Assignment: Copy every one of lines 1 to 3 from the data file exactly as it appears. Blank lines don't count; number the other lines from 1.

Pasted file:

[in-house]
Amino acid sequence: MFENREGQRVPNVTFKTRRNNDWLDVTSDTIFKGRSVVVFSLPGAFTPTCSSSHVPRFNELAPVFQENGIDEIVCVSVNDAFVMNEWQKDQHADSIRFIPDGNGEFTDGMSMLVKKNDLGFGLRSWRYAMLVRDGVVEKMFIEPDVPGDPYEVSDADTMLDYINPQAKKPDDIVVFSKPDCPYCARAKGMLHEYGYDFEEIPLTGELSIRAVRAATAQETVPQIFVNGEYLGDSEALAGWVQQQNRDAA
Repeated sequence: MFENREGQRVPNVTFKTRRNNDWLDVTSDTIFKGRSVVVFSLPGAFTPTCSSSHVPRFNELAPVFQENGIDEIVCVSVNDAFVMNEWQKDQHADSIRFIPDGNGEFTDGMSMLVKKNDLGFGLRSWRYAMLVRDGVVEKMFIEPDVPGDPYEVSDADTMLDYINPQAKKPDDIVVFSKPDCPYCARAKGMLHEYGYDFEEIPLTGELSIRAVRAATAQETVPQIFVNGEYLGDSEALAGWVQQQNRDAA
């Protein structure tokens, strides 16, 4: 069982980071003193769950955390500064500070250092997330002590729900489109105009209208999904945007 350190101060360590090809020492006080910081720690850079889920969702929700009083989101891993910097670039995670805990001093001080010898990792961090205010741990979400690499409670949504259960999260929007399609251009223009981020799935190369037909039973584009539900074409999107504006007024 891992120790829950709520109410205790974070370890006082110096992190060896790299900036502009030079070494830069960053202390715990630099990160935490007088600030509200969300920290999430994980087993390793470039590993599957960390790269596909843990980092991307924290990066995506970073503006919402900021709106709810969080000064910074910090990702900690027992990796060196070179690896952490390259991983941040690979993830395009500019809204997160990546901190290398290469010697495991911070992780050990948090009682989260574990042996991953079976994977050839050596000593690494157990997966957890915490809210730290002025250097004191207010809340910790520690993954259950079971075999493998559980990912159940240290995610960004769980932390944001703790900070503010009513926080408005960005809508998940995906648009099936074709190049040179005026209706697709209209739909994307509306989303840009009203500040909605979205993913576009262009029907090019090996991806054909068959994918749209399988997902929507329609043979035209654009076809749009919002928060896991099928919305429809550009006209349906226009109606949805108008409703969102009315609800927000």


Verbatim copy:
[in-house]
Amino acid sequence: MFENREGQRVPNVTFKTRRNNDWLDVTSDTIFKGRSVVVFSLPGAFTPTCSSSHVPRFNELAPVFQENGIDEIVCVSVNDAFVMNEWQKDQHADSIRFIPDGNGEFTDGMSMLVKKNDLGFGLRSWRYAMLVRDGVVEKMFIEPDVPGDPYEVSDADTMLDYINPQAKKPDDIVVFSKPDCPYCARAKGMLHEYGYDFEEIPLTGELSIRAVRAATAQETVPQIFVNGEYLGDSEALAGWVQQQNRDAA
Repeated sequence: MFENREGQRVPNVTFKTRRNNDWLDVTSDTIFKGRSVVVFSLPGAFTPTCSSSHVPRFNELAPVFQENGIDEIVCVSVNDAFVMNEWQKDQHADSIRFIPDGNGEFTDGMSMLVKKNDLGFGLRSWRYAMLVRDGVVEKMFIEPDVPGDPYEVSDADTMLDYINPQAKKPDDIVVFSKPDCPYCARAKGMLHEYGYDFEEIPLTGELSIRAVRAATAQETVPQIFVNGEYLGDSEALAGWVQQQNRDAA